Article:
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It has been held error to refuse to permit the accused to prove, on the cross-examination of the prosecutrix, specific acts of intercourse with other men, where such admissions evidence a state of morals which would place the prosecutrix in the category of what is known as a common prostitute.
The victim, Elsie Wells, testified that defendant, W.G. Graham, raped her and that defendant’s friend helped hold her down. The friend corroborated the rape, but denied holding the victim down. Defendant testified that when he refused to have sex with the victim, she scratched and hit him; thus, he hit her back, but he insisted that there was no intercourse. Defendant was convicted of forcible rape. Defendant appealed, and argued that the trial court erred in refusing to permit evidence of the victim's prior sexual relationships with other men.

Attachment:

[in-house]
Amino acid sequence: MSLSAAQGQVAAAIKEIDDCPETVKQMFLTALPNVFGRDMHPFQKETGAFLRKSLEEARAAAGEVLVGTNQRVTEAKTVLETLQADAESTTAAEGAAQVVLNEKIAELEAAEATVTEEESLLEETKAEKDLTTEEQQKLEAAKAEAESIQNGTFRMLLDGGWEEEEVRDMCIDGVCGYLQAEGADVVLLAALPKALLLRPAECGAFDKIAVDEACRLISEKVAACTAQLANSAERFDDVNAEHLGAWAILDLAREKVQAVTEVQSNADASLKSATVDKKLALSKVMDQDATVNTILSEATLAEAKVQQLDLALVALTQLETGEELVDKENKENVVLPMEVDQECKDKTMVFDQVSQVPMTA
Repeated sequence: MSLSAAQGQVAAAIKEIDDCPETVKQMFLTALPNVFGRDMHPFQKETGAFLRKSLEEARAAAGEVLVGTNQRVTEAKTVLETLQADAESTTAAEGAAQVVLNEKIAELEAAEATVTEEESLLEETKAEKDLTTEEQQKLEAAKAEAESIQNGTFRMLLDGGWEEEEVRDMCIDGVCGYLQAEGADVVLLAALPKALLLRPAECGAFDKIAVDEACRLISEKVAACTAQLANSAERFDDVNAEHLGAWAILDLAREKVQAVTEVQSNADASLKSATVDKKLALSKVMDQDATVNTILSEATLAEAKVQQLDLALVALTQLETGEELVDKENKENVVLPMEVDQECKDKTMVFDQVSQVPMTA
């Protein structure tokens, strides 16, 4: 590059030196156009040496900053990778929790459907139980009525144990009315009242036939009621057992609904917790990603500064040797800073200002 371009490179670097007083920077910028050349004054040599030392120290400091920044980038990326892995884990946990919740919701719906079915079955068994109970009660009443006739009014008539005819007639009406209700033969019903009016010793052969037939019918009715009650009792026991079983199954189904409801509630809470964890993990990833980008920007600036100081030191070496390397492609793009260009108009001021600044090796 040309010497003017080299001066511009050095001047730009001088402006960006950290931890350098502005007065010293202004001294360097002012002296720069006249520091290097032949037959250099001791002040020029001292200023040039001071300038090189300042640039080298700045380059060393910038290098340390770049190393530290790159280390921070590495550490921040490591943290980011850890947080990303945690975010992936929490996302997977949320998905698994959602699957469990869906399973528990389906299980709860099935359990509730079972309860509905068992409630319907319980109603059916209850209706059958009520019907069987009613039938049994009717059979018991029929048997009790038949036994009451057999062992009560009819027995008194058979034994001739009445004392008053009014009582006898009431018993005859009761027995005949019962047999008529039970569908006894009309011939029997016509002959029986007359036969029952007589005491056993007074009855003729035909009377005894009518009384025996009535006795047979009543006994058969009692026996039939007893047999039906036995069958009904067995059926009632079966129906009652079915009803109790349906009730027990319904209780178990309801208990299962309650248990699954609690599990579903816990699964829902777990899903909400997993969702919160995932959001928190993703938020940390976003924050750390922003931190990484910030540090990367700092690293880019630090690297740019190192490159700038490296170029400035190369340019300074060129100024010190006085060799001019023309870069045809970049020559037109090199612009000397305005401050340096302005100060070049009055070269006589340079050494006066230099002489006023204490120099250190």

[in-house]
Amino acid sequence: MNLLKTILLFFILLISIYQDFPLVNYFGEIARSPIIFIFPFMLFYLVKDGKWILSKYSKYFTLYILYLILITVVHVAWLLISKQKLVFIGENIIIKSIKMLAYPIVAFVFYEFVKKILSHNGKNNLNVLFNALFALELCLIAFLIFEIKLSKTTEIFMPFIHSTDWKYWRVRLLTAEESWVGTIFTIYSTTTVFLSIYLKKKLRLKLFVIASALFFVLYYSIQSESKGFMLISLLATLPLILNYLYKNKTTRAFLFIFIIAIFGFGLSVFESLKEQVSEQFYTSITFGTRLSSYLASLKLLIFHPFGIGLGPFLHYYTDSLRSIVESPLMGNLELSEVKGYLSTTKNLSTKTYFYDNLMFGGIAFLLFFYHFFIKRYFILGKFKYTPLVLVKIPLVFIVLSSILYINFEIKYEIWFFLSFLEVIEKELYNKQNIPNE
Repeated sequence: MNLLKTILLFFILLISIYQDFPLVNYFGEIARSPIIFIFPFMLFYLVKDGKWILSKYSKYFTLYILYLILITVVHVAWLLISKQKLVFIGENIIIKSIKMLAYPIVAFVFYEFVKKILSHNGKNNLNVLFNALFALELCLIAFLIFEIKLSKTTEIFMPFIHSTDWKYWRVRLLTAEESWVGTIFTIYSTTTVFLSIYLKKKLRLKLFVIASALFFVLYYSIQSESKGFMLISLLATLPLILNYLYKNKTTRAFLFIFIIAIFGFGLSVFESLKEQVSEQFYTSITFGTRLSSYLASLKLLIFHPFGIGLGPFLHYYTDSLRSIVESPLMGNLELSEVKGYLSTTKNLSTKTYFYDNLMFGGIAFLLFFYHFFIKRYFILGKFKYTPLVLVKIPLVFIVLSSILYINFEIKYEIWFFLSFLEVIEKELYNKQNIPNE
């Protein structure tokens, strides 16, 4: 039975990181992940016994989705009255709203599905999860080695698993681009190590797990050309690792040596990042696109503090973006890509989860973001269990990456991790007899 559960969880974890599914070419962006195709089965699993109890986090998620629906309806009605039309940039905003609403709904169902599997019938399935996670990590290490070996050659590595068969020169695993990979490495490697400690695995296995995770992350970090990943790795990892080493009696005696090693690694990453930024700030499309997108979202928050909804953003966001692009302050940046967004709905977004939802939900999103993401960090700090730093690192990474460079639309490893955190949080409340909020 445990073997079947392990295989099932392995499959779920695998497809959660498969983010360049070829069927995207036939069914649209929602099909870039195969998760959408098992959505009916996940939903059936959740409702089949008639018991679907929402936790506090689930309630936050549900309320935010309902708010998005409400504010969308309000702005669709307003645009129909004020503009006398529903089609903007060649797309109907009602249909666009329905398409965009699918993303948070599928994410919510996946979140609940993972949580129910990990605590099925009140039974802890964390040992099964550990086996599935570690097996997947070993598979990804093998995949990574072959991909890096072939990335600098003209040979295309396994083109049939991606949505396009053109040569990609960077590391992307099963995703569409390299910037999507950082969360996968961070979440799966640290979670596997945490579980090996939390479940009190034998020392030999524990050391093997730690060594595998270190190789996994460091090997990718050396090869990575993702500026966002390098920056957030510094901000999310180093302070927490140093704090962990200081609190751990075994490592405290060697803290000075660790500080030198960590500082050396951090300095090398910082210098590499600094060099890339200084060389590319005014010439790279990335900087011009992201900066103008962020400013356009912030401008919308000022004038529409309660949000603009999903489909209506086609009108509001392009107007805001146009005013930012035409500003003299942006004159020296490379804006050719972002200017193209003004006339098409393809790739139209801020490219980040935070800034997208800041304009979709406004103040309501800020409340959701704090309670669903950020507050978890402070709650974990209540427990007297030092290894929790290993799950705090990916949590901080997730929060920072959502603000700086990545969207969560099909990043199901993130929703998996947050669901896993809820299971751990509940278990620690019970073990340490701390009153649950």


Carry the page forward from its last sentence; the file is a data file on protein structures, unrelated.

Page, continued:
Did the trial court err in refusing to permit evidence of the victim’s prior sexual relationships with other men?
The court reversed defendant's conviction for forcible rape and remanded the case for a new trial. According to the court, Evidence regarding the victim's bad reputation for chastity and her sexual relationships with other men was admissible to explain why the victim got into an altercation with defendant.